- The Tiruvacakam is the celebrated collection of hymns by the Tamil Shaivite poet-saint MANIK-KAVACAKAR. Together with the shorter poem Tiruk-kovaiyar, it forms the eighth book of the Tamil Shaivite canon TIRUMURAI. Tiruvacakam contains 51 hymns comprising a total of 3,414 lines. The hymns range in length from eight to 400 lines and show a significant variety of metrical forms, with 14 subvarieties of meter. The hymns are usually rhymically recited or sung rather than read.The work includes some unusual themes. Some have a woman in the role of devotee to the Lord, singing songs appropriate for playing games or doing village chores. One interesting poem is meant to be sung to awaken the divinity in the temple in the morning (a common part of Indian temple ritual). Because of its sacredness, Tiruva-cakam has no traditional commentaries attached to it.Manikkavacakar’s most important theme is the shadow of KARMA, which hovers over all as a specter. The poet calls to God to remove the bonds of karma and free him. He also speaks of impurity that takes him on the long road; when impurity has been removed, he becomes a slave to Lord SHIVA. (For both Shaivites and Vaishnavites, the truest devotee is often called a “slave to the feet” of the divinity.) Most importantly he asks for Shiva’s grace to escape the hold of the senses, which lead one to impurity and destruction. Man-ikkavacakar is not, in the end, antisensual, but is wary, as many renunciants are, of the pull of the unrestrained senses.Further reading: Ratna Navaratnam, A New Approach to Tiruvacagam, 2d ed. (Annamalainagar: Annamalai Uni-versity, 1971); Radha Thiagarajan, A Study of Mysticism in the Tiruvacakam (Madurai: Madurai Kamaraj Univer-sity, 1983); Glenn Yocum, Hymns to the Dancing Siva: A Study of Manikkavacakar’s Tiruvacakam (Columbia, Mo.: South Asia Books, 1982).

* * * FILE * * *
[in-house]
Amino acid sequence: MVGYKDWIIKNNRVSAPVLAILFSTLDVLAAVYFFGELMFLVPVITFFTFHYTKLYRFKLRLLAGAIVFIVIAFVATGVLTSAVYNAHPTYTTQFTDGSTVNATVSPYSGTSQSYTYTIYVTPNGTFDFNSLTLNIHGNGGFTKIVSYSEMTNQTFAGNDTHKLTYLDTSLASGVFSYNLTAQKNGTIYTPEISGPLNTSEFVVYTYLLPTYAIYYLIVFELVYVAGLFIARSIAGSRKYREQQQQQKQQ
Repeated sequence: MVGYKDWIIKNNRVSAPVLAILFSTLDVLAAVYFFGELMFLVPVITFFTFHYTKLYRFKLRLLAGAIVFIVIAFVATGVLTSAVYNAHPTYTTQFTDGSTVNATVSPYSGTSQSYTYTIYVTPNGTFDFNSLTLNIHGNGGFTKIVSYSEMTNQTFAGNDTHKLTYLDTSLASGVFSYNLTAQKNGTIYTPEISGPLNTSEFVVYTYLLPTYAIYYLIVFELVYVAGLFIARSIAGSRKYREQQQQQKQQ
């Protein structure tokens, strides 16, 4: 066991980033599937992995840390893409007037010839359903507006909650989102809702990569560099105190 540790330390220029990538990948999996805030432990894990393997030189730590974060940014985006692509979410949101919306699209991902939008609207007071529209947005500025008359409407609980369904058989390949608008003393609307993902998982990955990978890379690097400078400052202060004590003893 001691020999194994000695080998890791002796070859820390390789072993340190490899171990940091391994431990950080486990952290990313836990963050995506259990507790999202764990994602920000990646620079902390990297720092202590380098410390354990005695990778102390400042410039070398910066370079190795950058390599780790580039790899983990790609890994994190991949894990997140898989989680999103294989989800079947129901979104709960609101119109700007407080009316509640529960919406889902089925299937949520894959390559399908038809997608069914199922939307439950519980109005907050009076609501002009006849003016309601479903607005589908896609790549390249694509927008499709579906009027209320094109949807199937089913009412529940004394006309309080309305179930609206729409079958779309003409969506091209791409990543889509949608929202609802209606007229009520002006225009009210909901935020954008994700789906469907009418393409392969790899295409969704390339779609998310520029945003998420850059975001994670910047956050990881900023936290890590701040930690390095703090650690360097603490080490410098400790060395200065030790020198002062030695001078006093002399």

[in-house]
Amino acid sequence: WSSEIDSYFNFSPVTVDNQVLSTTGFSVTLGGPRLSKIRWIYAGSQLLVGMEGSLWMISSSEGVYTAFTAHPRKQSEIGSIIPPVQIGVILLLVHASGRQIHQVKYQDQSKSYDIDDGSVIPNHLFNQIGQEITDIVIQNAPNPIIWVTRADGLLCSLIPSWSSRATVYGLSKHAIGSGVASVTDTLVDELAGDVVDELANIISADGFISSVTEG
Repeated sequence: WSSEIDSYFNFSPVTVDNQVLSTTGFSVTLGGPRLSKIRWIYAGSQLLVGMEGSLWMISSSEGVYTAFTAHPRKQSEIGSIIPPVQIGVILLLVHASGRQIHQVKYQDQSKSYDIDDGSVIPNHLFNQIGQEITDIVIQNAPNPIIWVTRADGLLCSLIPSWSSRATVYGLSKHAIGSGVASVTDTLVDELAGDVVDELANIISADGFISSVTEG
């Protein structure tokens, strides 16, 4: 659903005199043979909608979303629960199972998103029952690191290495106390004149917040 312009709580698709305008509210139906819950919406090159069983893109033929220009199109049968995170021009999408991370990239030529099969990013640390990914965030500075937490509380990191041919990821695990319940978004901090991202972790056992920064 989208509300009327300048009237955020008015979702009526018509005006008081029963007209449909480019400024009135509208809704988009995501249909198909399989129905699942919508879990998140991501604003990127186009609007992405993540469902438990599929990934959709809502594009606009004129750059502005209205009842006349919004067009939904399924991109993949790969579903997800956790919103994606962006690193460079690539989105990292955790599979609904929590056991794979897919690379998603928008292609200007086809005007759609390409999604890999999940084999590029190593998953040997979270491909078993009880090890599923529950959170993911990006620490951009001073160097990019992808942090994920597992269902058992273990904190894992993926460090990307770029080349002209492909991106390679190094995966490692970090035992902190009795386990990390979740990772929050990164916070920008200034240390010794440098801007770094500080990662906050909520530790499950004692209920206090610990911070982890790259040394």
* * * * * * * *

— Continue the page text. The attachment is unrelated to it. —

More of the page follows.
Encyclopedia of Hinduism. A. Jones and James D. Ryan. 2007.
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